3) Look into pre-market listings. One example is Zillow’s Make Me Move list. There’s of course no guarantee that you’ll find a home by doing this; just because a home appears on this kind of list, doesn’t mean that it will available for sale soon (and owners may always change their mind about selling). But maybe you will spot an opportunity.

4) Look into For Sale By Owner (FSBO) listings. FSBO listings involve homeowners who are trying to sell their home without an agent. If you go this route, you may find some homes at relatively lower prices, though this isn’t a guarantee. Also, you’ll need to make sure the seller is on the up-and-up with all disclosures that need to be made.

5) Look into expired listings or listings that have been withdrawn. There are a number of reasons for why the listing for a home expires. Checking out these listings might be a good way to find out about homes that owners would still like to sell.

6) Don’t overlook estate sales. You might find out about estate sales in the area and attempt to reach out to the parties involved before they list the property.

7) As much as possible, get everything prepared. Check that your credit is good and that you have the money you need. Try to get pre-approval for a mortgage. Define your limits, including the maximum you’d be willing to hand over for a down payment and what you’d be willing to negotiate on. In a sellers market, homes can get sold extremely quickly. If you find a home you like, you want to be ready to pounce.

How real estate is like marriage

At the risk of stating the blindingly obvious, if you’re buying or selling a house in Orange County today, you’re likely working with a Realtor. What might not be so obvious is that working with a Realtor is more like a marriage than you might think.

If you have any doubt at all, take a look at these five stages of the buyer/seller-Realtor relationship and the similarities to courting behavior leading to a committed relationship.

1. Courting: What usually begins a relationship is a combination of attraction, the time and effort to get to know one another, and the sacrifice of time away from other people and distractions to spend time together.

When it comes to how you begin a relationship with a Realtor, it’s no different. It starts with you toying with the idea of buying or selling. Then, you scour the Internet – isn’t Realtor.com the equivalent to Match.com? It may begin with an attraction to a photo of a house and a deliriously compelling description, combined with the figures – the number of bedrooms, bathrooms and square footage. You like the look of the person next to the photo of the house, so you send an email or make a phone call. No commitments from either side. No contracts. Just testing the waters. How fast did she call back? Did she answer my text?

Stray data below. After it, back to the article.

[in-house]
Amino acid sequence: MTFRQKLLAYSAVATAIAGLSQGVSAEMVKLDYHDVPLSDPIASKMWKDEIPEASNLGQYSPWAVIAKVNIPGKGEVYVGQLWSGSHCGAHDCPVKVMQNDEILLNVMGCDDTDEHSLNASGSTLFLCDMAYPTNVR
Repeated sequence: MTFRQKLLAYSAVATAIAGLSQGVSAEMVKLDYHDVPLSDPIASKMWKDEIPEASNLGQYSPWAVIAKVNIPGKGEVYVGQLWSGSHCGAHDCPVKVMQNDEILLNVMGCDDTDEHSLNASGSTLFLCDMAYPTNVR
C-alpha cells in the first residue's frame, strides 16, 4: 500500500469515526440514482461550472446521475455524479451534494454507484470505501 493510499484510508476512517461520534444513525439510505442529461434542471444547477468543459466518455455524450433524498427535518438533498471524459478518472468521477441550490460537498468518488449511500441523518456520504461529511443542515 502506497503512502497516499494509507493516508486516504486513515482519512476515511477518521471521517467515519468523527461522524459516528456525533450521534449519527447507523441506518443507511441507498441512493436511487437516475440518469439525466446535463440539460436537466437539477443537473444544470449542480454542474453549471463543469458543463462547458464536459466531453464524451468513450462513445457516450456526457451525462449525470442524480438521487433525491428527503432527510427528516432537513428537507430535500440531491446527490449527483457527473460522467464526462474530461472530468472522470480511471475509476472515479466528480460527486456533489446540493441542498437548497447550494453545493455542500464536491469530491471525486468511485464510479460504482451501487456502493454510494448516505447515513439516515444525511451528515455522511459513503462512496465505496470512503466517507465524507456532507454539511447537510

2. Dating exclusively: This is the next step in a relationship that is going well. You make a choice to be exclusive. No more going back to the pond to pick another partner. You funnel all of your attention on that one person. When you see a sign on a house, you don’t call the number on the sign, you call your Realtor to get the scoop. When you’re at an open house, you let the Realtor know you are already in a relationship with another Realtor. An open house is so much like a singles bar. But that’s another story.

3. Engaged to be married: Much like dating exclusively, except now there’s an intent to tie the knot. Now you go into the open house with a stack of your Realtor’s cards – an outward and visible sign of your intent to be loyal to her and her alone. A shield as big as a 3-carat solitaire that you’ve made a choice and you’re sticking with it. You disconnect your automatic email updates from the four other Realtors you were hanging out with before. And you put all of your effort into planning for the big event: buying a house, selling your house, or both concurrently.